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The Massachusetts Institute of Technology (MIT) is a private research university in Cambridge, Massachusetts traditionally known for research and education in the physical sciences and engineering, but in recent decades increasingly associated with fields such as biology, economics, linguistics, and management as well.
Founded in 1861 in response to the increasing industrialization of the United States, the institute used a polytechnic university model and stressed laboratory instruction. Today, the University comprises various academic departments with a strong emphasis on scientific, engineering, and technological education and research.
In 1859, a proposal was submitted to the Massachusetts General Court to use newly filled lands in Back Bay, Boston for a "Conservatory of Art and Science", but the proposal failed. A proposal by William Barton Rogers led to a charter for the incorporation of the Massachusetts Institute of Technology, signed by the governor of Massachusetts on April 10, 1861.
Rogers wanted to establish an institution to address rapid scientific and technological advances. He did not wish to found a professional school. The Rogers Plan reflected the German research university model, emphasizing an independent faculty engaged in research as well as instruction oriented around seminars and laboratories.
MIT's 168-acre (68.0 ha) campus spans approximately a mile of the north side of the Charles River basin in the city of Cambridge. The campus is divided roughly in half by Massachusetts Avenue, with most dormitories and student life facilities to the west and most academic buildings to the east. The bridge closest to MIT is the Harvard Bridge, which is known for being marked off in a non-standard unit of length – the smoot.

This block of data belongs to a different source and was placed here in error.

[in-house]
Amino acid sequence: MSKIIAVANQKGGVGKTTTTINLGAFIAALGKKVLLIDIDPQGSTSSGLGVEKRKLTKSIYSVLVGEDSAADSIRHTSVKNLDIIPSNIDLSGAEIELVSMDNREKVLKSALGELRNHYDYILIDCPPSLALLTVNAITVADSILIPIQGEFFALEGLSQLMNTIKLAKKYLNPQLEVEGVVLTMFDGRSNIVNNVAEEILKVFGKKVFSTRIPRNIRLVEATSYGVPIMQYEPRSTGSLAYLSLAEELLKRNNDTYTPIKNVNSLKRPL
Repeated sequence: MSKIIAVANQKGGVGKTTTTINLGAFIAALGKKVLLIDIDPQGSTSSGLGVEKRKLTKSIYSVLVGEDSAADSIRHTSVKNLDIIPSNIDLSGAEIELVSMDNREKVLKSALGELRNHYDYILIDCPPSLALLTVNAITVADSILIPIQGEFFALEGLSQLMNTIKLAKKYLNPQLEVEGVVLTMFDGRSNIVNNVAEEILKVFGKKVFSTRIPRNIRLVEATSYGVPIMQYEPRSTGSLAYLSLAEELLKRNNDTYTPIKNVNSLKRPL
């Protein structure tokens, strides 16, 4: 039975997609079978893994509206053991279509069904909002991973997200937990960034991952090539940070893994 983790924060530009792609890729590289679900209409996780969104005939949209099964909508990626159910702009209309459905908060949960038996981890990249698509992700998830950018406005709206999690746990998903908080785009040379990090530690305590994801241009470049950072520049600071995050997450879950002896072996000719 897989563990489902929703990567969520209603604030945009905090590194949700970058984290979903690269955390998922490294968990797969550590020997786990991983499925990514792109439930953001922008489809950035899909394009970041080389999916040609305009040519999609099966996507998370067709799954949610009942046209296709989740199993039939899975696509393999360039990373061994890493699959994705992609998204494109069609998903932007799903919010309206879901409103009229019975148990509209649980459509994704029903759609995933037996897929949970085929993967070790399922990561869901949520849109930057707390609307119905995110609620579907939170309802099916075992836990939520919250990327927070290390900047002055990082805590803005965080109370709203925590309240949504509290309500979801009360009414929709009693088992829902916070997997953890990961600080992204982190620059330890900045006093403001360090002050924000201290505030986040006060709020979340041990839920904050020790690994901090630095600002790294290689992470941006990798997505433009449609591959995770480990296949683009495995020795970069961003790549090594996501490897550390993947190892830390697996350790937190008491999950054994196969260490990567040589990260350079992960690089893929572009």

MIT is a large, highly residential, research university with a majority of enrollments in graduate and professional programs. MIT operates on a 4–1–4 academic calendar with the fall semester beginning after Labor Day and ending in mid-December, a 4-week "Independent Activities Period" in the month of January, and the spring semester beginning in early February and ending in late May.
The faculty and student body highly value meritocracy and technical proficiency. MIT has never awarded an honorary degree, nor does it award athletic scholarships, ad eundem degrees, or Latin honors upon graduation. However, MIT has twice awarded honorary professorships: to Winston Churchill in 1949 and Salman Rushdie in 1993.
Many upperclass students and alumni wear a large, heavy, distinctive class ring known as the "Brass Rat". Originally created in 1929, the ring's official name is the "Standard Technology Ring."
The undergraduate ring design (a separate graduate student version exists as well) varies slightly from year to year to reflect the unique character of the MIT experience for that class, but always features a three-piece design, with the MIT seal and the class year each appearing on a separate face, flanking a large rectangular bezel bearing an image of a beaver.
The initialism IHTFP, representing the informal school motto "I Hate This Place" and jocularly euphemized as "I Have Truly Found Paradise," "Institute Has The Finest Professors," "It's Hard to Fondle Penguins," and other variations, has occasionally been featured on the ring given its historical prominence in student culture.